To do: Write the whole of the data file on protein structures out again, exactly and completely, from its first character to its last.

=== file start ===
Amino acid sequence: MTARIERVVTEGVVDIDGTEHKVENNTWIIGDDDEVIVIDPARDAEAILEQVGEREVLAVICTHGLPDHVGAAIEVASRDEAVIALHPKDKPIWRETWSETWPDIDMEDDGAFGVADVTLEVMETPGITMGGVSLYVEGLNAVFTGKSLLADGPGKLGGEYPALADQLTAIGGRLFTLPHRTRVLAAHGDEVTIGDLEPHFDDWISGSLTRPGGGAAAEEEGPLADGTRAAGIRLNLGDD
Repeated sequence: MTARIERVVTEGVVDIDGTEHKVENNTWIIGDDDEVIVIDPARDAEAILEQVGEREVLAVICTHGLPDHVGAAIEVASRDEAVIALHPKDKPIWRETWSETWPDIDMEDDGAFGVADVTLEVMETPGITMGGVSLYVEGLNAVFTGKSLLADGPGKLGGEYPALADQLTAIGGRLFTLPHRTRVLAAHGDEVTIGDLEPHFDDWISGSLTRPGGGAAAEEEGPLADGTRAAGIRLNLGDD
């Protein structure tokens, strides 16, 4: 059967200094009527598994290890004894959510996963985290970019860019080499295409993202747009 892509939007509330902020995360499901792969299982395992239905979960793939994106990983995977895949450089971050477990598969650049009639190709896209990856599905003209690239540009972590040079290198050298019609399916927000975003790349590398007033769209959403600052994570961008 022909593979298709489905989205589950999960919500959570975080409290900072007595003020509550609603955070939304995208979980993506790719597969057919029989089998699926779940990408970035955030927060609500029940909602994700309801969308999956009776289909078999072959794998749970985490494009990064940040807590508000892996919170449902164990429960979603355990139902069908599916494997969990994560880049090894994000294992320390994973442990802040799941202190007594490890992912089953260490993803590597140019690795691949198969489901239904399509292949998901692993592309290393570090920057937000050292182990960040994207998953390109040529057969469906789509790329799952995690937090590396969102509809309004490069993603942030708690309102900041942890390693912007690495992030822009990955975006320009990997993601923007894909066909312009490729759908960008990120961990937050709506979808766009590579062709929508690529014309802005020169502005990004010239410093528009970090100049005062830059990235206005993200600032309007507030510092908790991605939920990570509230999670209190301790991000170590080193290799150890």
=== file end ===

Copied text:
Amino acid sequence: MTARIERVVTEGVVDIDGTEHKVENNTWIIGDDDEVIVIDPARDAEAILEQVGEREVLAVICTHGLPDHVGAAIEVASRDEAVIALHPKDKPIWRETWSETWPDIDMEDDGAFGVADVTLEVMETPGITMGGVSLYVEGLNAVFTGKSLLADGPGKLGGEYPALADQLTAIGGRLFTLPHRTRVLAAHGDEVTIGDLEPHFDDWISGSLTRPGGGAAAEEEGPLADGTRAAGIRLNLGDD
Repeated sequence: MTARIERVVTEGVVDIDGTEHKVENNTWIIGDDDEVIVIDPARDAEAILEQVGEREVLAVICTHGLPDHVGAAIEVASRDEAVIALHPKDKPIWRETWSETWPDIDMEDDGAFGVADVTLEVMETPGITMGGVSLYVEGLNAVFTGKSLLADGPGKLGGEYPALADQLTAIGGRLFTLPHRTRVLAAHGDEVTIGDLEPHFDDWISGSLTRPGGGAAAEEEGPLADGTRAAGIRLNLGDD
């Protein structure tokens, strides 16, 4: 059967200094009527598994290890004894959510996963985290970019860019080499295409993202747009 892509939007509330902020995360499901792969299982395992239905979960793939994106990983995977895949450089971050477990598969650049009639190709896209990856599905003209690239540009972590040079290198050298019609399916927000975003790349590398007033769209959403600052994570961008 022909593979298709489905989205589950999960919500959570975080409290900072007595003020509550609603955070939304995208979980993506790719597969057919029989089998699926779940990408970035955030927060609500029940909602994700309801969308999956009776289909078999072959794998749970985490494009990064940040807590508000892996919170449902164990429960979603355990139902069908599916494997969990994560880049090894994000294992320390994973442990802040799941202190007594490890992912089953260490993803590597140019690795691949198969489901239904399509292949998901692993592309290393570090920057937000050292182990960040994207998953390109040529057969469906789509790329799952995690937090590396969102509809309004490069993603942030708690309102900041942890390693912007690495992030822009990955975006320009990997993601923007894909066909312009490729759908960008990120961990937050709506979808766009590579062709929508690529014309802005020169502005990004010239410093528009970090100049005062830059990235206005993200600032309007507030510092908790991605939920990570509230999670209190301790991000170590080193290799150890």